};

The fallback to the global setTimeout is just empty bytes here. If someone passes to the factory a window that doesn't have the setTimeout property because our declaration shadowed the global setTimeout we'll effectively get:

var setTimeout =
    function() {
      jQuery.error("No setTimeout available");  
    };

even though the global setTimeout might exist.

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mgol commented Mar 28, 2015

@timmywil With your suggestion we'll get this in the built file:

var setTimeout =
    // Don't blow up if window isn't available
    // window is only guaranteed defined in the built version of jQuery
    // Prefer window.setTimeout in case of patched version (e.g. jsdom)
    typeof window !== "undefined" && window.setTimeout ||
    // Fall back to global setTimeout if it exists
    typeof setTimeout === "function" ? setTimeout :
    function() {
      jQuery.error("No setTimeout available");  
    };

The fallback to the global setTimeout is just empty bytes here. If someone passes to the factory a window that doesn't have the setTimeout property because our declaration shadowed the global setTimeout we'll effectively get:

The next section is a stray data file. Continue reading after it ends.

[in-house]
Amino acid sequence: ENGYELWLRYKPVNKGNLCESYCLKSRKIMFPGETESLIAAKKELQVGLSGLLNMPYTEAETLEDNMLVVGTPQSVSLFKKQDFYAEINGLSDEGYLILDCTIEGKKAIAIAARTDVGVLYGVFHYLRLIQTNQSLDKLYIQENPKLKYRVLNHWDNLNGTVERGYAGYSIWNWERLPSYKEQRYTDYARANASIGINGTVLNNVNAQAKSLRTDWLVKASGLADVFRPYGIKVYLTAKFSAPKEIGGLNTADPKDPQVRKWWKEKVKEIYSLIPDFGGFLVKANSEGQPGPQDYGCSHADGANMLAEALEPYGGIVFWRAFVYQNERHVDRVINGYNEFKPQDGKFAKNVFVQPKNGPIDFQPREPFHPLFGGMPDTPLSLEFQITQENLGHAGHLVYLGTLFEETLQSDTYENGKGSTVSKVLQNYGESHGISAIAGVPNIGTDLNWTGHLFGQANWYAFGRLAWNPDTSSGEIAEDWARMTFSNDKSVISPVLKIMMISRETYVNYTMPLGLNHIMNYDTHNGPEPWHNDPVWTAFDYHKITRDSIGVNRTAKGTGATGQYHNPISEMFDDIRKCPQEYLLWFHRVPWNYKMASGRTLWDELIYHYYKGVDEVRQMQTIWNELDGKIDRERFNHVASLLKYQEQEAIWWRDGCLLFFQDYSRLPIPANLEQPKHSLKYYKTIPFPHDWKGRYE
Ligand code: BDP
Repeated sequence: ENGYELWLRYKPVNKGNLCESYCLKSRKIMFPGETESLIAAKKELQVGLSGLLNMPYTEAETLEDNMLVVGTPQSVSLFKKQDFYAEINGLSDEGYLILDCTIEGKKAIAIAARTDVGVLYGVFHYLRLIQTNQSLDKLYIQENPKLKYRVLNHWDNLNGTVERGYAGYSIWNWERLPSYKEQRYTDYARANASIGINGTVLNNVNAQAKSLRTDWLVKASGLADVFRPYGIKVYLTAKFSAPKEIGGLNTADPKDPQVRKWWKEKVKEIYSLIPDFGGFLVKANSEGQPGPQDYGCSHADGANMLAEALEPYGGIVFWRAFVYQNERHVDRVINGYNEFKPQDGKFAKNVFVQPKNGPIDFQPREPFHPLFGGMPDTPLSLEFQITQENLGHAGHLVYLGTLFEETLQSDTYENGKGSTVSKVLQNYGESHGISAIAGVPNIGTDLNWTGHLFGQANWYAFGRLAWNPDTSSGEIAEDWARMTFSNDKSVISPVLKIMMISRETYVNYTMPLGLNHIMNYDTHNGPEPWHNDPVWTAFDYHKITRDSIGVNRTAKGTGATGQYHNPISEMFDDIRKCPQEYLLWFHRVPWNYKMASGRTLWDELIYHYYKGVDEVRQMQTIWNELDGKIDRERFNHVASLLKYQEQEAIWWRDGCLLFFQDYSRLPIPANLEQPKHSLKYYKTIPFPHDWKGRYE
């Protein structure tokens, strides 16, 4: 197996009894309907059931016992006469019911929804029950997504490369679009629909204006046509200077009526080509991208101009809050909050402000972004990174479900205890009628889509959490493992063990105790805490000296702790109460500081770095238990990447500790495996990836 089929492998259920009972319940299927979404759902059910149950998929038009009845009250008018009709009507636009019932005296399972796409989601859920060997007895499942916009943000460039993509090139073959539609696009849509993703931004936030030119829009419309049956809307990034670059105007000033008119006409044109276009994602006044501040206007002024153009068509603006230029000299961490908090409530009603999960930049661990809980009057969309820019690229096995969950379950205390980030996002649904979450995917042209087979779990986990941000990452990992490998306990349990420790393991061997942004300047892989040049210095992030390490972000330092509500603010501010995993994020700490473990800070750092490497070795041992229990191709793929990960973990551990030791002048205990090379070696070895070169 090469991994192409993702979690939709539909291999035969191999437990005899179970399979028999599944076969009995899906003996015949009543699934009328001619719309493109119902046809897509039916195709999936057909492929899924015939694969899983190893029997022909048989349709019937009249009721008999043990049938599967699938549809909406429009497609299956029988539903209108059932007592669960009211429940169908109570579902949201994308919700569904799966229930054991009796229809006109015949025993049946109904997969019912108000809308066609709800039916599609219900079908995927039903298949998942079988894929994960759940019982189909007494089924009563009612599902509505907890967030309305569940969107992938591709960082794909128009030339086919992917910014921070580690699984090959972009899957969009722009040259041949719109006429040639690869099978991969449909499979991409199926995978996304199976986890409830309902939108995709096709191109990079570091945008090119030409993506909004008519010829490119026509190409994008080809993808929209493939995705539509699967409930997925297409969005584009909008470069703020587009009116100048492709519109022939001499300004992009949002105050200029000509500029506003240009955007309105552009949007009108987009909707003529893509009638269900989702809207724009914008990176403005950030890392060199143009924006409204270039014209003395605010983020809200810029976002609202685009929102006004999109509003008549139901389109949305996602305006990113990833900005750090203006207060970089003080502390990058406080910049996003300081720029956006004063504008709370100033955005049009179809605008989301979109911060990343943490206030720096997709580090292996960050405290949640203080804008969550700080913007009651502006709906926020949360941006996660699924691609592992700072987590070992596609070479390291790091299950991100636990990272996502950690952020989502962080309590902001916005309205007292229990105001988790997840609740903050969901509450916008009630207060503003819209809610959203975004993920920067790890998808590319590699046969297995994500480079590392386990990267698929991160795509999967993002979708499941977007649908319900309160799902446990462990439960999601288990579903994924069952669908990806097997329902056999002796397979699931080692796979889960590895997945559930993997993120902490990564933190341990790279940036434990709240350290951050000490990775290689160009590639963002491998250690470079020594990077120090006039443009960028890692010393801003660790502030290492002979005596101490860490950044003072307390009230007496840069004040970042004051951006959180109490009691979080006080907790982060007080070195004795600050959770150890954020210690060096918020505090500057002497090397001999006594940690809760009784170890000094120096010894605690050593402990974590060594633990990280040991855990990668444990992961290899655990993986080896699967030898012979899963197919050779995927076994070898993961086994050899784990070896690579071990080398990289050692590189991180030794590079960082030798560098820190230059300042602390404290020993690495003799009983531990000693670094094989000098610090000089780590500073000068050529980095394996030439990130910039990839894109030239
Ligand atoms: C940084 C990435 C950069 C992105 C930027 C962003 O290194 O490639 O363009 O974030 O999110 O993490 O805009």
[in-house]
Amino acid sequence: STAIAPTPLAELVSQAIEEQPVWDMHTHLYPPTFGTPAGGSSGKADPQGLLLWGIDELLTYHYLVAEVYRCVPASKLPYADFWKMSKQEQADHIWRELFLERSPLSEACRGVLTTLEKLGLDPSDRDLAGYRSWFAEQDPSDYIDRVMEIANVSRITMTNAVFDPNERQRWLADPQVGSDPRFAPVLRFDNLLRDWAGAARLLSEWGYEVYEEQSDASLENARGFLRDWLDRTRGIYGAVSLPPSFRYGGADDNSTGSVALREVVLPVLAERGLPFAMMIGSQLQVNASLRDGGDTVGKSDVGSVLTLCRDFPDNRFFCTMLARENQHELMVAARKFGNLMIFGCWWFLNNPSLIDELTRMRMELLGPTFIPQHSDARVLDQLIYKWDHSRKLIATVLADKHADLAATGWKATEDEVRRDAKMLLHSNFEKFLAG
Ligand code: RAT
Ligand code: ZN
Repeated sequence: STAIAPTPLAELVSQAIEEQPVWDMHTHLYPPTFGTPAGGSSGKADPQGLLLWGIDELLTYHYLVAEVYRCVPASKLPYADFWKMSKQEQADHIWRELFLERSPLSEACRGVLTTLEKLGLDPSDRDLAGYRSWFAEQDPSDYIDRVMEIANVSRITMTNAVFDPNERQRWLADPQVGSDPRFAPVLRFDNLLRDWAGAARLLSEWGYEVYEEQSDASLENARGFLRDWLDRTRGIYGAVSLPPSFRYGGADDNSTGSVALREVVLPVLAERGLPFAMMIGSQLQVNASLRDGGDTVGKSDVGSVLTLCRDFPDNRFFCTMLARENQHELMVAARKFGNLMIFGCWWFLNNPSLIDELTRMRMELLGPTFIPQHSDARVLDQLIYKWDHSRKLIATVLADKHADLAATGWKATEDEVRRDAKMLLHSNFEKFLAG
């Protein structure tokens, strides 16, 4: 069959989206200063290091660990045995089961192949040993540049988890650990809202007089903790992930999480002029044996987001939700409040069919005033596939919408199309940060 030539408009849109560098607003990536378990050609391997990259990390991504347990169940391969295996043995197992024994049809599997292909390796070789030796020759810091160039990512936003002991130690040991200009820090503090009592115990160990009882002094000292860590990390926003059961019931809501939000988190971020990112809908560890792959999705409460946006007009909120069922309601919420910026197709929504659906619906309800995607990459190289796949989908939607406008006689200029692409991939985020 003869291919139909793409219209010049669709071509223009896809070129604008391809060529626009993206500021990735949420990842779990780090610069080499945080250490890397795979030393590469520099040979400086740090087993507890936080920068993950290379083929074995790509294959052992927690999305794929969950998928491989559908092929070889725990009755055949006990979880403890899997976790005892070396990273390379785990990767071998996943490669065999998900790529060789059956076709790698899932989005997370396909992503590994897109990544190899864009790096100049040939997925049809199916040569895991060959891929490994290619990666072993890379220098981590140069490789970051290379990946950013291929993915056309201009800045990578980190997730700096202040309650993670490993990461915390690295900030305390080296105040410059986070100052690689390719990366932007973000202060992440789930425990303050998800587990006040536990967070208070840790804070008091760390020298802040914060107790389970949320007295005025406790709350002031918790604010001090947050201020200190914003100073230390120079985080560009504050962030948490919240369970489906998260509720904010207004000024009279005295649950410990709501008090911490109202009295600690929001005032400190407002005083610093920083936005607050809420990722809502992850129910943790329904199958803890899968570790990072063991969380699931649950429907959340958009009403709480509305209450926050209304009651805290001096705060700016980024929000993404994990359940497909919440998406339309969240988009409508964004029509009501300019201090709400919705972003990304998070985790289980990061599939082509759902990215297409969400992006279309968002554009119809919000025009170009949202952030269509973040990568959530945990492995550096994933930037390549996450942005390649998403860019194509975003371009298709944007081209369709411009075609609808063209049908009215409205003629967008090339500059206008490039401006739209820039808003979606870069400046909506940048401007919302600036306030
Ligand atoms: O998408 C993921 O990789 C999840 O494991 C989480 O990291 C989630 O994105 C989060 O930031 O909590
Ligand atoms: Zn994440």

var setTimeout =
    function() {
      jQuery.error("No setTimeout available");  
    };

even though the global setTimeout might exist.

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Of course, shadowing...it would be shorter to change the name of the var.

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timmywil commented Mar 28, 2015

Of course, shadowing...it would be shorter to change the name of the var.

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It may be hard to sometimes get the global universally; we'd need a special code path for Node and who knows what else (unless we required people to supply it in all non-browser scenarios but that seems hostile).